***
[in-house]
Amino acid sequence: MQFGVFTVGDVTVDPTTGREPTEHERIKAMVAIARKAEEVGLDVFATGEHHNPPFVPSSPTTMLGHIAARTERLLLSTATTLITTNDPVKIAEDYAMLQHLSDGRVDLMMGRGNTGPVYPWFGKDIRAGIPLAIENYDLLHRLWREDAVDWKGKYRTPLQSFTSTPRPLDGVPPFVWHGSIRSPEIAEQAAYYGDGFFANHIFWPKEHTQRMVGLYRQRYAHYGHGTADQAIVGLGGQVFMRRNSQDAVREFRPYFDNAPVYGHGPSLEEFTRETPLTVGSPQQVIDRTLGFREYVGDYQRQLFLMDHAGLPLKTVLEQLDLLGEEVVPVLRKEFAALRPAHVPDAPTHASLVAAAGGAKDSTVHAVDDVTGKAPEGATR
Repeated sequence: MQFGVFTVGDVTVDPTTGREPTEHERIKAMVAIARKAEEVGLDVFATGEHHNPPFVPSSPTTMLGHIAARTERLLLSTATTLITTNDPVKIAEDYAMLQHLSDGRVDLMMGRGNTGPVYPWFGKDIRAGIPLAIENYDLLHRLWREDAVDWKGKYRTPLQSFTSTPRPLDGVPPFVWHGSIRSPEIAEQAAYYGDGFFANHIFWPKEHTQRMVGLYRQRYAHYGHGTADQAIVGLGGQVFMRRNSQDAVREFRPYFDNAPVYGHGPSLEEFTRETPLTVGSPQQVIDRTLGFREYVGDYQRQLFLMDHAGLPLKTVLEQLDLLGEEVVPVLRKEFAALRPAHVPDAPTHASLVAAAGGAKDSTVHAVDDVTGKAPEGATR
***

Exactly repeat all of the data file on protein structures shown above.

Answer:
[in-house]
Amino acid sequence: MQFGVFTVGDVTVDPTTGREPTEHERIKAMVAIARKAEEVGLDVFATGEHHNPPFVPSSPTTMLGHIAARTERLLLSTATTLITTNDPVKIAEDYAMLQHLSDGRVDLMMGRGNTGPVYPWFGKDIRAGIPLAIENYDLLHRLWREDAVDWKGKYRTPLQSFTSTPRPLDGVPPFVWHGSIRSPEIAEQAAYYGDGFFANHIFWPKEHTQRMVGLYRQRYAHYGHGTADQAIVGLGGQVFMRRNSQDAVREFRPYFDNAPVYGHGPSLEEFTRETPLTVGSPQQVIDRTLGFREYVGDYQRQLFLMDHAGLPLKTVLEQLDLLGEEVVPVLRKEFAALRPAHVPDAPTHASLVAAAGGAKDSTVHAVDDVTGKAPEGATR
Repeated sequence: MQFGVFTVGDVTVDPTTGREPTEHERIKAMVAIARKAEEVGLDVFATGEHHNPPFVPSSPTTMLGHIAARTERLLLSTATTLITTNDPVKIAEDYAMLQHLSDGRVDLMMGRGNTGPVYPWFGKDIRAGIPLAIENYDLLHRLWREDAVDWKGKYRTPLQSFTSTPRPLDGVPPFVWHGSIRSPEIAEQAAYYGDGFFANHIFWPKEHTQRMVGLYRQRYAHYGHGTADQAIVGLGGQVFMRRNSQDAVREFRPYFDNAPVYGHGPSLEEFTRETPLTVGSPQQVIDRTLGFREYVGDYQRQLFLMDHAGLPLKTVLEQLDLLGEEVVPVLRKEFAALRPAHVPDAPTHASLVAAAGGAKDSTVHAVDDVTGKAPEGATR